What was it like to learn in the peer learning environment without teachers?

You have to actively want to learn and ask for help at Holberton. That is key. For anything, you get what you put in, but especially at this school, because there are no teachers to hold you accountable to do your work. Holberton from the beginning emphasizes self-starters.

There is a dedicated Slack channel for each cohort. If we run into problems, we are encouraged to first try to troubleshoot ourselves. If we still can’t find a solution, we can ask our peers in person or on Slack. Holberton emphasizes asking good questions which is something that I've taken into my current work situation. A good question should state your problem and what you've tried to solve it.

What was your favorite project that you worked on at Holberton School?

Pedagogically, the curriculum is set up well to incrementally add concepts and increase their difficulty. The curriculum starts with loops in C and by month three we've put together all of our basic knowledge on control flow and how the operating system works. We had to build a shell at that point and that was the most fun project for me. Realizing that three months ago I didn’t even know what a shell was is crazy! A shell is basically a user interface where you can access the operating system's services. When you open the terminal on the computer you, as a user, are interacting with a shell.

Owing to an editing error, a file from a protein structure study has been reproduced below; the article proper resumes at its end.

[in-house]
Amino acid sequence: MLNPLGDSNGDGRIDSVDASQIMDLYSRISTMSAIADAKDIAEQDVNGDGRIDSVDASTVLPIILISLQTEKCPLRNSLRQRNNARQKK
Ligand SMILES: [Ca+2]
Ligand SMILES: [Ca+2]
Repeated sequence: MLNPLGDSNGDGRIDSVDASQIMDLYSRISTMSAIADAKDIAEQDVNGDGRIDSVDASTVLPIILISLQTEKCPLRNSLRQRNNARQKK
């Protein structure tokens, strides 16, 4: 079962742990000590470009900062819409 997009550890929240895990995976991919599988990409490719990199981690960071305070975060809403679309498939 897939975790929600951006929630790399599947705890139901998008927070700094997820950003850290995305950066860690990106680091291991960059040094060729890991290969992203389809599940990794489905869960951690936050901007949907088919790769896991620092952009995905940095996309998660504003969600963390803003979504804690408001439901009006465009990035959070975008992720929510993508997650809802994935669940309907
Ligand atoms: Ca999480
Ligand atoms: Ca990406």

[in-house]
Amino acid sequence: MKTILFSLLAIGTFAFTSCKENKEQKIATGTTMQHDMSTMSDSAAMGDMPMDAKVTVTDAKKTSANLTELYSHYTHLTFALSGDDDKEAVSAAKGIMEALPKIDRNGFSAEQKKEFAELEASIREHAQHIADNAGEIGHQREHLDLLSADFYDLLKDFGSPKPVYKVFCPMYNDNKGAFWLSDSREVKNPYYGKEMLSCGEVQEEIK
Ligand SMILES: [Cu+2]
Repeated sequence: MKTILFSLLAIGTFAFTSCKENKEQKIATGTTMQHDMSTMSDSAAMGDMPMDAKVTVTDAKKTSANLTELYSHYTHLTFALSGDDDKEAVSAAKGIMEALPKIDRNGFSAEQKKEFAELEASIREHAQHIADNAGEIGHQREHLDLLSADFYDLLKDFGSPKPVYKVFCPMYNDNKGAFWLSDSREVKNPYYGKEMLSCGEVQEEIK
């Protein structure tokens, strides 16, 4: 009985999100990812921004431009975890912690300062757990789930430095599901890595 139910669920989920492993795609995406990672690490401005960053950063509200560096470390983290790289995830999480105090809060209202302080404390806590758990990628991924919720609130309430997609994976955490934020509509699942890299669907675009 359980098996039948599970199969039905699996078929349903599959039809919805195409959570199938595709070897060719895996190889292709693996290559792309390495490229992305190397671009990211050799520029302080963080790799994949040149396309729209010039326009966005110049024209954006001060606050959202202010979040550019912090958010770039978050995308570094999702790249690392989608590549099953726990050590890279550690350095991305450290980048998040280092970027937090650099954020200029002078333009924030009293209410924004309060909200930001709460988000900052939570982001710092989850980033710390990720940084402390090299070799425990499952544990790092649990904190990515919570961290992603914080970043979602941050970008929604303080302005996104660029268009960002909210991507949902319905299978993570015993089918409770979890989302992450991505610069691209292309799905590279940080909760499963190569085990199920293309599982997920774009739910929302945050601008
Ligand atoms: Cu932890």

Working in C is a tricky but fun task. I liked how specific and nit-picky C was. You have to be specific about variable types and you have to manage memory. Other languages like  Python and  JavaScript will manage memory for you. That project was fun, challenging, and boosted my confidence. It felt like a rite of passage at Holberton.